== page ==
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Sen. Chuck Grassley speaks with reporters on Capitol Hill, in Washington, D.C., on Dec. 19, 2019.

Patrick Semansky/The Associated Press

The U.S. Senate Finance Committee overwhelmingly approved the U.S.-Mexico-Canada Agreement on Tuesday, moving the revamped North American trade deal a step closer to a final Senate vote in the coming days or weeks.

The committee advanced the USMCA implementing legislation by a 25-3 vote, drawing opposition from Republican senators Pat Toomey of Pennsylvania and Bill Cassidy of Louisiana and Democratic Senator Sheldon Whitehouse of Rhode Island.

The timing of a long-delayed final U.S. congressional vote to approve the trade pact remains uncertain, as Senate Majority Leader Mitch McConnell has said its consideration would likely have to wait until after a Senate trial over the impeachment of President Donald Trump.

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The trade deal, first agreed in October 2018 and revised last month, aims to modernize and broaden the 26-year-old North American Free Trade Agreement (NAFTA).

Trump’s Senate trial is also in limbo, because House Democrats have not yet sent articles of impeachment approved in December to the Senate as the two parties argue over terms of the proceedings.

Senate Finance Committee Chairman Chuck Grassley earlier told CNBC television USMCA would “pass the Senate sometime within the next few days or at the most the end of this month.”

Following the Senate panel’s vote, Grassley said the timing was up to McConnell, but articles of impeachment would take precedence over USMCA. A vote could occur quickly as there was little other legislation to stand in its way, he added.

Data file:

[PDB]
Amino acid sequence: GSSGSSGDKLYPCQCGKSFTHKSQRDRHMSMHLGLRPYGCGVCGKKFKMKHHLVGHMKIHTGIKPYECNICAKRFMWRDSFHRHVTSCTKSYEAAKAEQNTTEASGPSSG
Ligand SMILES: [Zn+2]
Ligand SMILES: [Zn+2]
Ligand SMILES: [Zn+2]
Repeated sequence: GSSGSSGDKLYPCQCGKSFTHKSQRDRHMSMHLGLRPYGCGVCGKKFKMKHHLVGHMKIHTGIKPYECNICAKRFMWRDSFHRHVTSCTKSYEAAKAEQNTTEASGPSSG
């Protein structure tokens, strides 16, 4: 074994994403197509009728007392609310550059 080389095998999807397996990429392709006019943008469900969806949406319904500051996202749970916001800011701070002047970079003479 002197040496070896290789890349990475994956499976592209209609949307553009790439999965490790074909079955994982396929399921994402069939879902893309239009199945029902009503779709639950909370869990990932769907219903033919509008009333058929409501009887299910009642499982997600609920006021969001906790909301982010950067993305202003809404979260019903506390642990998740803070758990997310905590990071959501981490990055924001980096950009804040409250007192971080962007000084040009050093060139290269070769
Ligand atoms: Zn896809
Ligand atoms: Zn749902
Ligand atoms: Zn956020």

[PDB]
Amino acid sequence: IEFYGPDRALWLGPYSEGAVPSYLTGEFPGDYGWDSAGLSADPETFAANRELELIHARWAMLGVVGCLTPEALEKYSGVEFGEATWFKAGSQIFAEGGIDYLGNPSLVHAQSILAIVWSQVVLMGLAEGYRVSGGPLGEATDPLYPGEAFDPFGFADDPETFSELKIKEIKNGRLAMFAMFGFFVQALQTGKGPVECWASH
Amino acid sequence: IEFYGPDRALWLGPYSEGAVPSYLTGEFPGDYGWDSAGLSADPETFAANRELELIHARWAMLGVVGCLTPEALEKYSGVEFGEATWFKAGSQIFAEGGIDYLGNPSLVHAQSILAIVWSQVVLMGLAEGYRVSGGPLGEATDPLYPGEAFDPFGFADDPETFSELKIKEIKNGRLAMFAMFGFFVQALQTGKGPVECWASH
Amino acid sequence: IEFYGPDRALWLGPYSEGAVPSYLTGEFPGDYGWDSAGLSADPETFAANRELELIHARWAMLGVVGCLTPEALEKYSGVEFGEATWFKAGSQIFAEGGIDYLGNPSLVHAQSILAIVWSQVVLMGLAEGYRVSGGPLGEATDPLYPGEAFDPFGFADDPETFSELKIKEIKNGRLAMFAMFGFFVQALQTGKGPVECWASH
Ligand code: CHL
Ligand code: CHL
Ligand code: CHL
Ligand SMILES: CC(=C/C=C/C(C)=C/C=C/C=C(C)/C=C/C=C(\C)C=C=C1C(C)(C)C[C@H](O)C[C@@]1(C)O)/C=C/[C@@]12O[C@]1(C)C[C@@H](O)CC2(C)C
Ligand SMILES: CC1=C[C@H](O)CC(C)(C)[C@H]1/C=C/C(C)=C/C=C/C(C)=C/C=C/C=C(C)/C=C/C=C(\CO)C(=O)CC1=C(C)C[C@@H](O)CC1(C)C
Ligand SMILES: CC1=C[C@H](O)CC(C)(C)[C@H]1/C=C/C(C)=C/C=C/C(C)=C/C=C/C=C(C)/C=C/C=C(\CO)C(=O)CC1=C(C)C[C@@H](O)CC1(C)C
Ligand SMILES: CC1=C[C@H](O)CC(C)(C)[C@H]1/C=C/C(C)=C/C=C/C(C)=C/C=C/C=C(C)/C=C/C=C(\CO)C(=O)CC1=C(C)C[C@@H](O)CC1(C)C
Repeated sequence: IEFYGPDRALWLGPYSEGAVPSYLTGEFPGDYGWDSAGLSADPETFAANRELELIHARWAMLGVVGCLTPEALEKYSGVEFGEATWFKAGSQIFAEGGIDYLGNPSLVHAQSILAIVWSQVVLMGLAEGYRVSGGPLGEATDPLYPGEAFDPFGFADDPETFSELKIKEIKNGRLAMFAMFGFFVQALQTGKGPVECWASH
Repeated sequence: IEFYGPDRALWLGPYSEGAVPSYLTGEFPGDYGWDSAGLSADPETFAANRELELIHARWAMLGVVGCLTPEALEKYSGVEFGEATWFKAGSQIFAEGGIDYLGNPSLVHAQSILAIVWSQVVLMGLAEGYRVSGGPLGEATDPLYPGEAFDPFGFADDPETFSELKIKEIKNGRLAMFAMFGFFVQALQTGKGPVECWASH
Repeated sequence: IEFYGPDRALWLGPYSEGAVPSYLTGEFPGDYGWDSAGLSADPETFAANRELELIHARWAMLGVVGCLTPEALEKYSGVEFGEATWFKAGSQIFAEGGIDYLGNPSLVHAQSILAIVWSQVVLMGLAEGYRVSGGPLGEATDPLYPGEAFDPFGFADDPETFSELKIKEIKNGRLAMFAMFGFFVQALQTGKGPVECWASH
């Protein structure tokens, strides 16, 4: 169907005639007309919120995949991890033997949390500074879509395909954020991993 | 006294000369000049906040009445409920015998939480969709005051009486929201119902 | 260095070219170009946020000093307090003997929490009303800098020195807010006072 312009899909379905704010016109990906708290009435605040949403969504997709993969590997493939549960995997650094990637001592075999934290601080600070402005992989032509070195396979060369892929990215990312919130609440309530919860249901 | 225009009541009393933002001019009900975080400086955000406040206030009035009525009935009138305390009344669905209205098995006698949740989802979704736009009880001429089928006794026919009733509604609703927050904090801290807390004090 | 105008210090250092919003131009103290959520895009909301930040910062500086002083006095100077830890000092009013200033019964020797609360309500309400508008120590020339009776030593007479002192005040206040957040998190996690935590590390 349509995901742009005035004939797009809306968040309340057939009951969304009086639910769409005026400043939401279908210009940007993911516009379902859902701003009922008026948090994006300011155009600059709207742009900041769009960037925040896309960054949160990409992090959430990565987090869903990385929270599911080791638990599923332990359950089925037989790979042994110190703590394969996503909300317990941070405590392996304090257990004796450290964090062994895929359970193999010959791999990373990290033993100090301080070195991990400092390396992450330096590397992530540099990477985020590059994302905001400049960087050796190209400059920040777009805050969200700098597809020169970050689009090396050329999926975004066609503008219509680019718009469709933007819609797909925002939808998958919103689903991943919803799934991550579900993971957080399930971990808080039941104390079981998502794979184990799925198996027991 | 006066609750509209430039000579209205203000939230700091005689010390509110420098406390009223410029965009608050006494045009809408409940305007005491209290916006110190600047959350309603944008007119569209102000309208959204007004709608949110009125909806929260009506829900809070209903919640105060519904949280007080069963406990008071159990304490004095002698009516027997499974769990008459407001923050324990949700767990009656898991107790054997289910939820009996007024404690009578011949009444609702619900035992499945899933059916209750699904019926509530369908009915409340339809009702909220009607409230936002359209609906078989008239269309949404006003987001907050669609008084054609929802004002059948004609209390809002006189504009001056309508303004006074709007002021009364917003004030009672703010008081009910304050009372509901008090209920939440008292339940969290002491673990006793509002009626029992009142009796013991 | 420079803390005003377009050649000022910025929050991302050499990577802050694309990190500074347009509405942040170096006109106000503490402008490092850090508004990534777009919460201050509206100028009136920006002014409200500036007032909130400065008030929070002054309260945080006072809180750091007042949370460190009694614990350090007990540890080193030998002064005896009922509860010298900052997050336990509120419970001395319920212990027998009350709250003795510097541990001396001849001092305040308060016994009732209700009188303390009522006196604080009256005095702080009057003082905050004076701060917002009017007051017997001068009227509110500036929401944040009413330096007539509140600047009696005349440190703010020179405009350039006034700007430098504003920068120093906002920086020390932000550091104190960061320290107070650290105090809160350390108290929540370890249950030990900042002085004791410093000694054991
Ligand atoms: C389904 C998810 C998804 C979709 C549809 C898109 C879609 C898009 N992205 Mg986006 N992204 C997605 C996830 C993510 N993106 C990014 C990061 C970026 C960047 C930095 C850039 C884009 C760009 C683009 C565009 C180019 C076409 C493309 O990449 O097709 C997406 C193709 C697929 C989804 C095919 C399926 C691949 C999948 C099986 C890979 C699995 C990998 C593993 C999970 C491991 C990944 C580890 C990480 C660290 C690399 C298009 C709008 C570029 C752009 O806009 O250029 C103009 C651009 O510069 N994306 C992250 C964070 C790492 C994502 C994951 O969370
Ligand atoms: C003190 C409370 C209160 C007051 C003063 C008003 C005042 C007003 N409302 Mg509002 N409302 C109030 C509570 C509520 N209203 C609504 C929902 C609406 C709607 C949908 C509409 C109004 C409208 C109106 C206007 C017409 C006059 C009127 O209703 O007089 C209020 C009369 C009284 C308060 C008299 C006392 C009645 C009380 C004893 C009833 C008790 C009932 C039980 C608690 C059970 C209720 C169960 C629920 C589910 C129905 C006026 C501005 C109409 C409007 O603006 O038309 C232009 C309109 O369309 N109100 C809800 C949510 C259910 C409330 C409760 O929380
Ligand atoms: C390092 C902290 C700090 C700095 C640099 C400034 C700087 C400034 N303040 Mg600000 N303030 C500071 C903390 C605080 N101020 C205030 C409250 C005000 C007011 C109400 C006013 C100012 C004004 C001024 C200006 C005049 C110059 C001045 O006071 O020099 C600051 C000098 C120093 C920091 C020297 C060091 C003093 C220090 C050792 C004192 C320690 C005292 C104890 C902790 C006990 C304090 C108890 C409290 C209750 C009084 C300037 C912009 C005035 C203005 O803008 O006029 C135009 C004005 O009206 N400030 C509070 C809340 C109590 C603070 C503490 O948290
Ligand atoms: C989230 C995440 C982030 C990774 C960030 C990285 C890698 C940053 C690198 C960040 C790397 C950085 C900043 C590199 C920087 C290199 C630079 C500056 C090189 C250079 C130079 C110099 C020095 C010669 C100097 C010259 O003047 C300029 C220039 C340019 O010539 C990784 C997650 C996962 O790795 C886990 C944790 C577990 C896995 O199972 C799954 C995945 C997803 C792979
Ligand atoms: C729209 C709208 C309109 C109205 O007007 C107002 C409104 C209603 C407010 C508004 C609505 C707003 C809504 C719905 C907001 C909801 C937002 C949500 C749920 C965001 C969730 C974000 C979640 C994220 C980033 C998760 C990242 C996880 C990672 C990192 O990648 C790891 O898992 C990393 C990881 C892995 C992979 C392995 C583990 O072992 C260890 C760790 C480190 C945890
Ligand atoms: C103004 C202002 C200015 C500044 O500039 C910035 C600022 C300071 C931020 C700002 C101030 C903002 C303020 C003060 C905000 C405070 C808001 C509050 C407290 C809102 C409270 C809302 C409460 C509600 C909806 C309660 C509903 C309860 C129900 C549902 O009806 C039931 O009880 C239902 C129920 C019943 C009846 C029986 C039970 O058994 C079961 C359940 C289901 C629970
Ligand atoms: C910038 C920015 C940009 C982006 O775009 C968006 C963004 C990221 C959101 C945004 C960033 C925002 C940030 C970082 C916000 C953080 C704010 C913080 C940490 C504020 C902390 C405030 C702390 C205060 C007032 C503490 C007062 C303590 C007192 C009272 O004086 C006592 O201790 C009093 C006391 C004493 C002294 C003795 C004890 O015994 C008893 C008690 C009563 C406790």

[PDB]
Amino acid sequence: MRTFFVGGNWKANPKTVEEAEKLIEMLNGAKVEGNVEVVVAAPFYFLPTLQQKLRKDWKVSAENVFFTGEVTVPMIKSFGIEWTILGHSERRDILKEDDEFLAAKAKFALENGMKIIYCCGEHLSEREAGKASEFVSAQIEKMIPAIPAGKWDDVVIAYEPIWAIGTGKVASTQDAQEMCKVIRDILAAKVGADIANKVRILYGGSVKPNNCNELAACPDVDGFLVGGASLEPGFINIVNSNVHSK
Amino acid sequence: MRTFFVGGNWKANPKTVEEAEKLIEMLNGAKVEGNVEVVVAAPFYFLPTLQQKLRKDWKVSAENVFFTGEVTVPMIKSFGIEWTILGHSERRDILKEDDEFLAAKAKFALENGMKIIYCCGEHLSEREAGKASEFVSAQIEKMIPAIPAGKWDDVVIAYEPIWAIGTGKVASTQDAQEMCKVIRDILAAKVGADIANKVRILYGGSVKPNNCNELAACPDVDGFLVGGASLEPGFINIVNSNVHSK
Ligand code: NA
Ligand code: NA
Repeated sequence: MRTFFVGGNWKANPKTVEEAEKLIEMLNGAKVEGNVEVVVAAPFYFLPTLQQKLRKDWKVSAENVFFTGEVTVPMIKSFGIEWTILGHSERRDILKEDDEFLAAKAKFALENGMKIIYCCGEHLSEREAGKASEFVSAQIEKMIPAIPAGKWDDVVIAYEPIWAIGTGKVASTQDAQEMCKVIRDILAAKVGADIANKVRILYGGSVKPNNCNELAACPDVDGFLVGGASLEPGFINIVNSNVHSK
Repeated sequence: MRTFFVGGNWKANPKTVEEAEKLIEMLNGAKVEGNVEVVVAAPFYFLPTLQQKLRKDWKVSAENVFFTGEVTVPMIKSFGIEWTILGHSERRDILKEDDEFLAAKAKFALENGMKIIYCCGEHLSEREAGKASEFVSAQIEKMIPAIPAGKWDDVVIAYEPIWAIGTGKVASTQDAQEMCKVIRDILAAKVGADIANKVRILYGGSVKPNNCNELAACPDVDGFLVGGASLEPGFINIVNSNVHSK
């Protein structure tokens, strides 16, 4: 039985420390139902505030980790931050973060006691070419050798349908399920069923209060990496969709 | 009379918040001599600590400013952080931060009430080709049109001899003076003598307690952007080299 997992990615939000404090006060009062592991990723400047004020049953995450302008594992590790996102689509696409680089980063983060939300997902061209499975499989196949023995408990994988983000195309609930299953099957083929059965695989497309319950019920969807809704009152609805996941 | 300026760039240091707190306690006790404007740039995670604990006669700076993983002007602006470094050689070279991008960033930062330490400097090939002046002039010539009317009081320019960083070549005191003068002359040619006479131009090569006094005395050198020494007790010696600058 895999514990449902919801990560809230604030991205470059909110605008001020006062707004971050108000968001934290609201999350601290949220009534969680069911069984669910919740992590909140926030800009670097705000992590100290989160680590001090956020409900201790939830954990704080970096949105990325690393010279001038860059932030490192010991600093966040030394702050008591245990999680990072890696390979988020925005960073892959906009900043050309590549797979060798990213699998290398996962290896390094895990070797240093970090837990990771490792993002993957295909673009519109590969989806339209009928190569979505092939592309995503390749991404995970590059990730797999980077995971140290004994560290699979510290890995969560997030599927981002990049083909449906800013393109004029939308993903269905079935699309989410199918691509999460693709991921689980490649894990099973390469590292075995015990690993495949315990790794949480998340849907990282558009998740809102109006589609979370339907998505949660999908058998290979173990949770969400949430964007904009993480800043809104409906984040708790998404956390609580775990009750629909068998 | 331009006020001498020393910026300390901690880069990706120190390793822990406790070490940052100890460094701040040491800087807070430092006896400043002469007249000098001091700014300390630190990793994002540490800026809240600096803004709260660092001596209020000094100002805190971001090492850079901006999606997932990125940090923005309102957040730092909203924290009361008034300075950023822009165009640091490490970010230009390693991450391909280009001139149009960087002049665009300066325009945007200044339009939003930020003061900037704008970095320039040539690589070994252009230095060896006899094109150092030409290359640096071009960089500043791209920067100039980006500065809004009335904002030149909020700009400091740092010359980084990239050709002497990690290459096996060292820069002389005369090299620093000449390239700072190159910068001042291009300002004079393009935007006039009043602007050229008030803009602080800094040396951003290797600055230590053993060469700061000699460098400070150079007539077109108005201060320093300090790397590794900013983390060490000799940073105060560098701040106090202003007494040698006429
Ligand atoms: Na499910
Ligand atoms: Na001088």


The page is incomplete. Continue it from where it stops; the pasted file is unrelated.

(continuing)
The Senate’s parliamentarian has directed other some other committees to consider the legislation, which could delay a floor vote slightly, but Grassley said those panels were expected to quickly approve the trade deal.

“The intent is for the leader to get them to move quickly,” Grassley added.

The finance committee’s vote indicates broad bipartisan support for USMCA, which includes new chapters covering digital trade, stronger intellectual property protections and new requirements for automakers to use more parts and materials sourced in the region and from high-wage areas, notably the United States and Canada.

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Toomey, an ardent free trade Republican, objected to the new automotive content rules, saying they were “designed to raise the cost to American consumers of buying Mexican-made cars.”

“It’s the first time we are ever going to go backwards on a trade agreement,” Toomey said during the committee’s debate.

Cassidy complained that the agreement weakens NAFTA’s investor-state dispute settlement mechanism, which will deter big projects such as a gas pipeline from the United States to Mexico.

Whitehouse, an ardent environmentalist, said he objected to USMCA because the trade deal does not mandate any action to fight global warming and rising sea levels.

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